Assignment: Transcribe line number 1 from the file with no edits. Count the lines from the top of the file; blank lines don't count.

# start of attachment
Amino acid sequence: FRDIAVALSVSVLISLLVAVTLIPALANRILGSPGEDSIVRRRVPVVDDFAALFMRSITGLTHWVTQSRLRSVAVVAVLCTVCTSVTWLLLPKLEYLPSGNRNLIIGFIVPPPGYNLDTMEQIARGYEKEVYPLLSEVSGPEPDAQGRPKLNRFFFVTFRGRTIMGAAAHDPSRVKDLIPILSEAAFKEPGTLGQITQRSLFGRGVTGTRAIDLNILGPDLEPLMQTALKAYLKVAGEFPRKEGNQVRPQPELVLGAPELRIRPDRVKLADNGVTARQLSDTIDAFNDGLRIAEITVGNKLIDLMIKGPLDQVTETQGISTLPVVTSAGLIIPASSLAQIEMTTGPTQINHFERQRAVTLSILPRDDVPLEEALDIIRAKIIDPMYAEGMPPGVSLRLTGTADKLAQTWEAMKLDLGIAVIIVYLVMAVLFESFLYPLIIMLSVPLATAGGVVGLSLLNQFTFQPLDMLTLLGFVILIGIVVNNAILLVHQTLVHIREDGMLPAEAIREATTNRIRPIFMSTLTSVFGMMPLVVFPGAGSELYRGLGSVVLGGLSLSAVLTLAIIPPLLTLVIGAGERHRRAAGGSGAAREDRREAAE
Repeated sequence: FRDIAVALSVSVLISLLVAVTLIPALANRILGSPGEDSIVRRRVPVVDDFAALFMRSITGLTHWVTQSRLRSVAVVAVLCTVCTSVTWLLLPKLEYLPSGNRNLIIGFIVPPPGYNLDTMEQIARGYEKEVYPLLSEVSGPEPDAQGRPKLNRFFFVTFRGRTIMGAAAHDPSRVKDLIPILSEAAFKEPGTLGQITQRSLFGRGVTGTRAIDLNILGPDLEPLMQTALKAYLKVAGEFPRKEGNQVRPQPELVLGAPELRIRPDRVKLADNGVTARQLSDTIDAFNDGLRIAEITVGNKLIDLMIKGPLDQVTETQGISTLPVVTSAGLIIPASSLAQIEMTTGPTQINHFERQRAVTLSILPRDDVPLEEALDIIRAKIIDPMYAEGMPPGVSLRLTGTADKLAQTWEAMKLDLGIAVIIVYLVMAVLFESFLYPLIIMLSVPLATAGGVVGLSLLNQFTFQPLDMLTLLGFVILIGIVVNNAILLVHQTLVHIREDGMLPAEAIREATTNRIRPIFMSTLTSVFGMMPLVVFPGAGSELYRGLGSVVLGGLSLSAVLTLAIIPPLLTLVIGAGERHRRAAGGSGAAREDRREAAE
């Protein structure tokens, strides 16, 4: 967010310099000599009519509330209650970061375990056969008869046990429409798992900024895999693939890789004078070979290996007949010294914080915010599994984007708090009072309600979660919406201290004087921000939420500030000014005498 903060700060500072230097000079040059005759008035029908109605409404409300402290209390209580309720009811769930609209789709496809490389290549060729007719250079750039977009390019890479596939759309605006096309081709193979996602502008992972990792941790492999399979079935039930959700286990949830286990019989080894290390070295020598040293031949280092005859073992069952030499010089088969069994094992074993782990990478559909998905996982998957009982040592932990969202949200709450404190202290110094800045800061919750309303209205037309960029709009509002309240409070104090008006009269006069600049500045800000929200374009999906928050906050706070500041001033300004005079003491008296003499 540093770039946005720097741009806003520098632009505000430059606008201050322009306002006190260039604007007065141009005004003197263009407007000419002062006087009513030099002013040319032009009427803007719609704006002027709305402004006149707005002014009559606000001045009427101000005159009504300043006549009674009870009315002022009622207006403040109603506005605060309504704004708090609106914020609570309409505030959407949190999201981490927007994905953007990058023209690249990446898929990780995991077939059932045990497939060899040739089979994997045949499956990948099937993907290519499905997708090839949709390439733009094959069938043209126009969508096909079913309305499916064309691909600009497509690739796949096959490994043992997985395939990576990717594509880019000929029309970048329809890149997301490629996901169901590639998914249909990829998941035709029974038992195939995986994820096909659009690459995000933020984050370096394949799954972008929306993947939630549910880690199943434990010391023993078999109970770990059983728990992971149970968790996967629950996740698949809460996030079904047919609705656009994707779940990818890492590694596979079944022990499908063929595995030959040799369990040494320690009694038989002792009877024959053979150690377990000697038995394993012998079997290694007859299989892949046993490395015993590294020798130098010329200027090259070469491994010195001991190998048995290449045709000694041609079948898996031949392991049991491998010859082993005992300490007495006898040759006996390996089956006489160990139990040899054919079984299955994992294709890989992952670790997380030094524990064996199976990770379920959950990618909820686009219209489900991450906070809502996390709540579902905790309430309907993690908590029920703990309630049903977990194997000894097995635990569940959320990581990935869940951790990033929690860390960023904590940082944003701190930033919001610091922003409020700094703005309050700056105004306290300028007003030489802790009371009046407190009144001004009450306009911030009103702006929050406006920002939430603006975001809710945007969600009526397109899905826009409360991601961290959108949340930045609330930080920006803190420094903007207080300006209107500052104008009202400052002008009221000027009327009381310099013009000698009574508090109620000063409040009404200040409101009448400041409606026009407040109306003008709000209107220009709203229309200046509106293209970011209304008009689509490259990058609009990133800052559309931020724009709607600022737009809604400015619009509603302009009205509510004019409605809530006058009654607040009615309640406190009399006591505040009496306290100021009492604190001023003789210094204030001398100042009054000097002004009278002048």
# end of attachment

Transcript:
Amino acid sequence: FRDIAVALSVSVLISLLVAVTLIPALANRILGSPGEDSIVRRRVPVVDDFAALFMRSITGLTHWVTQSRLRSVAVVAVLCTVCTSVTWLLLPKLEYLPSGNRNLIIGFIVPPPGYNLDTMEQIARGYEKEVYPLLSEVSGPEPDAQGRPKLNRFFFVTFRGRTIMGAAAHDPSRVKDLIPILSEAAFKEPGTLGQITQRSLFGRGVTGTRAIDLNILGPDLEPLMQTALKAYLKVAGEFPRKEGNQVRPQPELVLGAPELRIRPDRVKLADNGVTARQLSDTIDAFNDGLRIAEITVGNKLIDLMIKGPLDQVTETQGISTLPVVTSAGLIIPASSLAQIEMTTGPTQINHFERQRAVTLSILPRDDVPLEEALDIIRAKIIDPMYAEGMPPGVSLRLTGTADKLAQTWEAMKLDLGIAVIIVYLVMAVLFESFLYPLIIMLSVPLATAGGVVGLSLLNQFTFQPLDMLTLLGFVILIGIVVNNAILLVHQTLVHIREDGMLPAEAIREATTNRIRPIFMSTLTSVFGMMPLVVFPGAGSELYRGLGSVVLGGLSLSAVLTLAIIPPLLTLVIGAGERHRRAAGGSGAAREDRREAAE